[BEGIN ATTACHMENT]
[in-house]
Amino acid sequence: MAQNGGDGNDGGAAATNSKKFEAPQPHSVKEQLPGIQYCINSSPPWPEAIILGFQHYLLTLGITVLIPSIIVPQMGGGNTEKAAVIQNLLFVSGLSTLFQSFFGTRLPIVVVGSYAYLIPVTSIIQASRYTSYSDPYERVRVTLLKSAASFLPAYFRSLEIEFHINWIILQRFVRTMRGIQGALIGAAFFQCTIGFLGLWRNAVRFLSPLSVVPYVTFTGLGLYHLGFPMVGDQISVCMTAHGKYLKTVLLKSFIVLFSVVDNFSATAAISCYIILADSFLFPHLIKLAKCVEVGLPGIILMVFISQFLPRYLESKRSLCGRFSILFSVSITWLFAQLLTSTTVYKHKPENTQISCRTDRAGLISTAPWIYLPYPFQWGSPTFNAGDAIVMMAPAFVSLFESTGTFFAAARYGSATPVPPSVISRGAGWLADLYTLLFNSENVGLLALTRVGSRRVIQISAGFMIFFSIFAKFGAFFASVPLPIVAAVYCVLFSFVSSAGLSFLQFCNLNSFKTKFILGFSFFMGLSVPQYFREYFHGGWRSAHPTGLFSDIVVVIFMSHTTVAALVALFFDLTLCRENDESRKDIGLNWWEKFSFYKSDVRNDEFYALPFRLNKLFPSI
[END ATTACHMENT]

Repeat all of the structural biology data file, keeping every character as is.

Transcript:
[in-house]
Amino acid sequence: MAQNGGDGNDGGAAATNSKKFEAPQPHSVKEQLPGIQYCINSSPPWPEAIILGFQHYLLTLGITVLIPSIIVPQMGGGNTEKAAVIQNLLFVSGLSTLFQSFFGTRLPIVVVGSYAYLIPVTSIIQASRYTSYSDPYERVRVTLLKSAASFLPAYFRSLEIEFHINWIILQRFVRTMRGIQGALIGAAFFQCTIGFLGLWRNAVRFLSPLSVVPYVTFTGLGLYHLGFPMVGDQISVCMTAHGKYLKTVLLKSFIVLFSVVDNFSATAAISCYIILADSFLFPHLIKLAKCVEVGLPGIILMVFISQFLPRYLESKRSLCGRFSILFSVSITWLFAQLLTSTTVYKHKPENTQISCRTDRAGLISTAPWIYLPYPFQWGSPTFNAGDAIVMMAPAFVSLFESTGTFFAAARYGSATPVPPSVISRGAGWLADLYTLLFNSENVGLLALTRVGSRRVIQISAGFMIFFSIFAKFGAFFASVPLPIVAAVYCVLFSFVSSAGLSFLQFCNLNSFKTKFILGFSFFMGLSVPQYFREYFHGGWRSAHPTGLFSDIVVVIFMSHTTVAALVALFFDLTLCRENDESRKDIGLNWWEKFSFYKSDVRNDEFYALPFRLNKLFPSI